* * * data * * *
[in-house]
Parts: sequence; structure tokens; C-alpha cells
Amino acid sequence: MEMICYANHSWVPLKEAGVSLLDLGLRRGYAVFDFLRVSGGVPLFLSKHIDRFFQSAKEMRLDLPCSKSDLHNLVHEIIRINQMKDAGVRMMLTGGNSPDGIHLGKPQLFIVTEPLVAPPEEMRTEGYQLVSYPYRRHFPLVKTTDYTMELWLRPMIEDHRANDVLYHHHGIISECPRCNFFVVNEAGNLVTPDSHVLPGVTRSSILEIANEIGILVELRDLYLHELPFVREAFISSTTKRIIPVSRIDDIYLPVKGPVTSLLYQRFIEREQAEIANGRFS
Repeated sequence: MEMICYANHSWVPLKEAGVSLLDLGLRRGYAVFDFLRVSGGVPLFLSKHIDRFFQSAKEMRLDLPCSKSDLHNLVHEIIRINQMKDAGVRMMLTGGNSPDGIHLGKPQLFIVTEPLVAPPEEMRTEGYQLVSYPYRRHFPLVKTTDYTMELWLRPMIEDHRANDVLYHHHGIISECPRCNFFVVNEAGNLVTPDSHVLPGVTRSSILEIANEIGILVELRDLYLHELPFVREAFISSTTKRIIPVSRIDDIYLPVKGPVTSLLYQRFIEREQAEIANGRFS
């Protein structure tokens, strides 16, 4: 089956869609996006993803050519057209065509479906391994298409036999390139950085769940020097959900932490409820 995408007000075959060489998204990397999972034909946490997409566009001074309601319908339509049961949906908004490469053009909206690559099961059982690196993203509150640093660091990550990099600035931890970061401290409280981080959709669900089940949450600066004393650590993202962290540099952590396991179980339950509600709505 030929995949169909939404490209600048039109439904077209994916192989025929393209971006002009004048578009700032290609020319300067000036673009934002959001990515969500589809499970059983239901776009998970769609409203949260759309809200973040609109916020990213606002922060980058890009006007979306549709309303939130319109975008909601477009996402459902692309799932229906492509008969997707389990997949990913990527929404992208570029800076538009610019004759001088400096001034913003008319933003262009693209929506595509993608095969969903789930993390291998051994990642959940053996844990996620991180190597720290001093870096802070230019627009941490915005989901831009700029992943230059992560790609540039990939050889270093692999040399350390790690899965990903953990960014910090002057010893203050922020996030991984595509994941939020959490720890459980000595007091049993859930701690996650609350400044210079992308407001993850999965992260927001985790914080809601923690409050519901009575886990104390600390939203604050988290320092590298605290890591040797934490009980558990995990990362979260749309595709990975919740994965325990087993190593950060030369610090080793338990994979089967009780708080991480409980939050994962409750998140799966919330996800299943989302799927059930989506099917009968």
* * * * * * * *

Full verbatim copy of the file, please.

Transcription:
[in-house]
Parts: sequence; structure tokens; C-alpha cells
Amino acid sequence: MEMICYANHSWVPLKEAGVSLLDLGLRRGYAVFDFLRVSGGVPLFLSKHIDRFFQSAKEMRLDLPCSKSDLHNLVHEIIRINQMKDAGVRMMLTGGNSPDGIHLGKPQLFIVTEPLVAPPEEMRTEGYQLVSYPYRRHFPLVKTTDYTMELWLRPMIEDHRANDVLYHHHGIISECPRCNFFVVNEAGNLVTPDSHVLPGVTRSSILEIANEIGILVELRDLYLHELPFVREAFISSTTKRIIPVSRIDDIYLPVKGPVTSLLYQRFIEREQAEIANGRFS
Repeated sequence: MEMICYANHSWVPLKEAGVSLLDLGLRRGYAVFDFLRVSGGVPLFLSKHIDRFFQSAKEMRLDLPCSKSDLHNLVHEIIRINQMKDAGVRMMLTGGNSPDGIHLGKPQLFIVTEPLVAPPEEMRTEGYQLVSYPYRRHFPLVKTTDYTMELWLRPMIEDHRANDVLYHHHGIISECPRCNFFVVNEAGNLVTPDSHVLPGVTRSSILEIANEIGILVELRDLYLHELPFVREAFISSTTKRIIPVSRIDDIYLPVKGPVTSLLYQRFIEREQAEIANGRFS
């Protein structure tokens, strides 16, 4: 089956869609996006993803050519057209065509479906391994298409036999390139950085769940020097959900932490409820 995408007000075959060489998204990397999972034909946490997409566009001074309601319908339509049961949906908004490469053009909206690559099961059982690196993203509150640093660091990550990099600035931890970061401290409280981080959709669900089940949450600066004393650590993202962290540099952590396991179980339950509600709505 030929995949169909939404490209600048039109439904077209994916192989025929393209971006002009004048578009700032290609020319300067000036673009934002959001990515969500589809499970059983239901776009998970769609409203949260759309809200973040609109916020990213606002922060980058890009006007979306549709309303939130319109975008909601477009996402459902692309799932229906492509008969997707389990997949990913990527929404992208570029800076538009610019004759001088400096001034913003008319933003262009693209929506595509993608095969969903789930993390291998051994990642959940053996844990996620991180190597720290001093870096802070230019627009941490915005989901831009700029992943230059992560790609540039990939050889270093692999040399350390790690899965990903953990960014910090002057010893203050922020996030991984595509994941939020959490720890459980000595007091049993859930701690996650609350400044210079992308407001993850999965992260927001985790914080809601923690409050519901009575886990104390600390939203604050988290320092590298605290890591040797934490009980558990995990990362979260749309595709990975919740994965325990087993190593950060030369610090080793338990994979089967009780708080991480409980939050994962409750998140799966919330996800299943989302799927059930989506099917009968």